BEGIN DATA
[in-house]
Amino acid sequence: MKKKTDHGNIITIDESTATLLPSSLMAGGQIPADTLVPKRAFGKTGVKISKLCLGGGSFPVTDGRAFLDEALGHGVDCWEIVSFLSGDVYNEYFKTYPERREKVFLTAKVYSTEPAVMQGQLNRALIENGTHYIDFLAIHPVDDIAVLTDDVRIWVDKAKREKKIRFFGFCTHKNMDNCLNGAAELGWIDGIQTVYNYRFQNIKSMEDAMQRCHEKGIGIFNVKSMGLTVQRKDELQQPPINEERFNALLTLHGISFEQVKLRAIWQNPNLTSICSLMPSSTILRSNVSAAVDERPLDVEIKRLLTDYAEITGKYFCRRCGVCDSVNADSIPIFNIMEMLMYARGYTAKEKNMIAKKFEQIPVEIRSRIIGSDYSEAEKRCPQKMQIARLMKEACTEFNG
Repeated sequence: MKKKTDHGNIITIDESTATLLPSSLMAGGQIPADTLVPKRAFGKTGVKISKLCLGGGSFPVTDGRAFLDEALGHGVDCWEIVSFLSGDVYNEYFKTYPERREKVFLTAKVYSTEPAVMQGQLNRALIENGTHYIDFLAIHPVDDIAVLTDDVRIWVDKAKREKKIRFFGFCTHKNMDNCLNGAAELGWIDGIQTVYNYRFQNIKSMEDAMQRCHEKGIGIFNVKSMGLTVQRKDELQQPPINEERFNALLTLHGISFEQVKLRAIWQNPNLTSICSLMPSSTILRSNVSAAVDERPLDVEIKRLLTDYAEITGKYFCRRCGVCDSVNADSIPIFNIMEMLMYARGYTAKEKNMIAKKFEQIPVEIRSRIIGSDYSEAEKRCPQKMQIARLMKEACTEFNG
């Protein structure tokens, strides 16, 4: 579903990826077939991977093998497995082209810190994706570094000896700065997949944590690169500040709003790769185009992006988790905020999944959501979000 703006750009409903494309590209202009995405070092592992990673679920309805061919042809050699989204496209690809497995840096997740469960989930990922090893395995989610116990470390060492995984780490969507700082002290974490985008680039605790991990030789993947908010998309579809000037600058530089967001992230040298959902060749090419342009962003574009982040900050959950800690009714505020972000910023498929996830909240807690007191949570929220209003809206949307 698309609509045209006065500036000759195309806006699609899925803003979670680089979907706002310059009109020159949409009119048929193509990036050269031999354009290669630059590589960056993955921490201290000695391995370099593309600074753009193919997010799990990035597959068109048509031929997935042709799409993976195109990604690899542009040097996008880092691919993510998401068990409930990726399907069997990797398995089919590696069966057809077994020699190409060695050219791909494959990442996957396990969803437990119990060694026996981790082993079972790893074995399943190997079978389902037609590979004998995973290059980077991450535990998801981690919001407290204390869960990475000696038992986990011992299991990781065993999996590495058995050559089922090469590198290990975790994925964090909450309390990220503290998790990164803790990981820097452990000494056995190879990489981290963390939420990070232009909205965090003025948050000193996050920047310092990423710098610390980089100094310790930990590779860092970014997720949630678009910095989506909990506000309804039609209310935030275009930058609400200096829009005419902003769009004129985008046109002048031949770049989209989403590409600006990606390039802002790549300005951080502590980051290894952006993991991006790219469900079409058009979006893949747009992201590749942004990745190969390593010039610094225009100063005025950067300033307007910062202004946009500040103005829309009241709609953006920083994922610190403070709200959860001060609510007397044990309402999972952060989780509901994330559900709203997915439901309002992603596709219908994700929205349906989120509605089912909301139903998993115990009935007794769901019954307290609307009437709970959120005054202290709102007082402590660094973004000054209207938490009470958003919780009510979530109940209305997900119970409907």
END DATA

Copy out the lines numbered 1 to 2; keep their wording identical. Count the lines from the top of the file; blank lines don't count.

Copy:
[in-house]
Amino acid sequence: MKKKTDHGNIITIDESTATLLPSSLMAGGQIPADTLVPKRAFGKTGVKISKLCLGGGSFPVTDGRAFLDEALGHGVDCWEIVSFLSGDVYNEYFKTYPERREKVFLTAKVYSTEPAVMQGQLNRALIENGTHYIDFLAIHPVDDIAVLTDDVRIWVDKAKREKKIRFFGFCTHKNMDNCLNGAAELGWIDGIQTVYNYRFQNIKSMEDAMQRCHEKGIGIFNVKSMGLTVQRKDELQQPPINEERFNALLTLHGISFEQVKLRAIWQNPNLTSICSLMPSSTILRSNVSAAVDERPLDVEIKRLLTDYAEITGKYFCRRCGVCDSVNADSIPIFNIMEMLMYARGYTAKEKNMIAKKFEQIPVEIRSRIIGSDYSEAEKRCPQKMQIARLMKEACTEFNG